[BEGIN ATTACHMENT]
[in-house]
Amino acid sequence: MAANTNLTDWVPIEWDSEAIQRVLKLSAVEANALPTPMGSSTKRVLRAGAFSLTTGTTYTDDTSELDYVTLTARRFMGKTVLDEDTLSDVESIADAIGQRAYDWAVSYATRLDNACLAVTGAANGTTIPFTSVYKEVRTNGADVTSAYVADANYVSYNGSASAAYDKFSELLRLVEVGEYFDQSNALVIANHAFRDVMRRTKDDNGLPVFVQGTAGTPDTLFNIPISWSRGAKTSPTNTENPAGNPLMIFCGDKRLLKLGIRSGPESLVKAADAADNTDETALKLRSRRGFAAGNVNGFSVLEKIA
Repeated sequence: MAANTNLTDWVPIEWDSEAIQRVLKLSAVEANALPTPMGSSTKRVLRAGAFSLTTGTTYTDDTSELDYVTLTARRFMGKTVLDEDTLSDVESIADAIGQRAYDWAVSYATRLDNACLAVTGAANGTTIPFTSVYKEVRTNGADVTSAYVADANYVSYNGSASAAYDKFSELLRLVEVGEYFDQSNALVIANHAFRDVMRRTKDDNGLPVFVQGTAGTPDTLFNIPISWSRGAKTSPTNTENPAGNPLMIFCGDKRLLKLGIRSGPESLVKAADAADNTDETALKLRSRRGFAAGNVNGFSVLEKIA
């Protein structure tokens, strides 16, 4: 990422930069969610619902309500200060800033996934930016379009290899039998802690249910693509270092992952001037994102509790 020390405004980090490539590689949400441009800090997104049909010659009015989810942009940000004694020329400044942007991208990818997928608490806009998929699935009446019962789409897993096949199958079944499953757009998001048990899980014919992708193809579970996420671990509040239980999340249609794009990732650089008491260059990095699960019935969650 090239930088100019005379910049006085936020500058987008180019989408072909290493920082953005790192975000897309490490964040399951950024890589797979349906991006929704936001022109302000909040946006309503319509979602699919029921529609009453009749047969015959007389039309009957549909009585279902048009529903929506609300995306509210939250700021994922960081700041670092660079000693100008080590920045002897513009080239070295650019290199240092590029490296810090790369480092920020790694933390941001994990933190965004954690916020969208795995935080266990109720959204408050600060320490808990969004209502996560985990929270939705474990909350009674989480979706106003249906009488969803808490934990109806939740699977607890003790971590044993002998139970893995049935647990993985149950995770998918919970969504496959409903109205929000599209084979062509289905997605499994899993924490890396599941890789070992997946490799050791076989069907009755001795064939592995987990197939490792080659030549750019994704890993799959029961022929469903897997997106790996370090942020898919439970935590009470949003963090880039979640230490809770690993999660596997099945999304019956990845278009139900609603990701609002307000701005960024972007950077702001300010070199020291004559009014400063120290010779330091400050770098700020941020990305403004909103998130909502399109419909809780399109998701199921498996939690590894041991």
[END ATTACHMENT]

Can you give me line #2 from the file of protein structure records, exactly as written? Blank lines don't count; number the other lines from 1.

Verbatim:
Amino acid sequence: MAANTNLTDWVPIEWDSEAIQRVLKLSAVEANALPTPMGSSTKRVLRAGAFSLTTGTTYTDDTSELDYVTLTARRFMGKTVLDEDTLSDVESIADAIGQRAYDWAVSYATRLDNACLAVTGAANGTTIPFTSVYKEVRTNGADVTSAYVADANYVSYNGSASAAYDKFSELLRLVEVGEYFDQSNALVIANHAFRDVMRRTKDDNGLPVFVQGTAGTPDTLFNIPISWSRGAKTSPTNTENPAGNPLMIFCGDKRLLKLGIRSGPESLVKAADAADNTDETALKLRSRRGFAAGNVNGFSVLEKIA